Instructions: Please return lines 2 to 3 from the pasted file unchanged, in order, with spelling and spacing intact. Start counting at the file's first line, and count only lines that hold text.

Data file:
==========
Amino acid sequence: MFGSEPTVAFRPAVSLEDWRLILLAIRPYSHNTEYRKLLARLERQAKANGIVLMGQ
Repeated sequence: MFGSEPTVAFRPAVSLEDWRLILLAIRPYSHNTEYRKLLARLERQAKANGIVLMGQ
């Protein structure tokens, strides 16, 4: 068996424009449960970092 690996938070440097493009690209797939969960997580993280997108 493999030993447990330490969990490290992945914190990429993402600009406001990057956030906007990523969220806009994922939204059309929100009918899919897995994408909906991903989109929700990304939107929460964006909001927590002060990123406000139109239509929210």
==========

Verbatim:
Repeated sequence: MFGSEPTVAFRPAVSLEDWRLILLAIRPYSHNTEYRKLLARLERQAKANGIVLMGQ
């Protein structure tokens, strides 16, 4: 068996424009449960970092 690996938070440097493009690209797939969960997580993280997108 493999030993447990330490969990490290992945914190990429993402600009406001990057956030906007990523969220806009994922939204059309929100009918899919897995994408909906991903989109929700990304939107929460964006909001927590002060990123406000139109239509929210």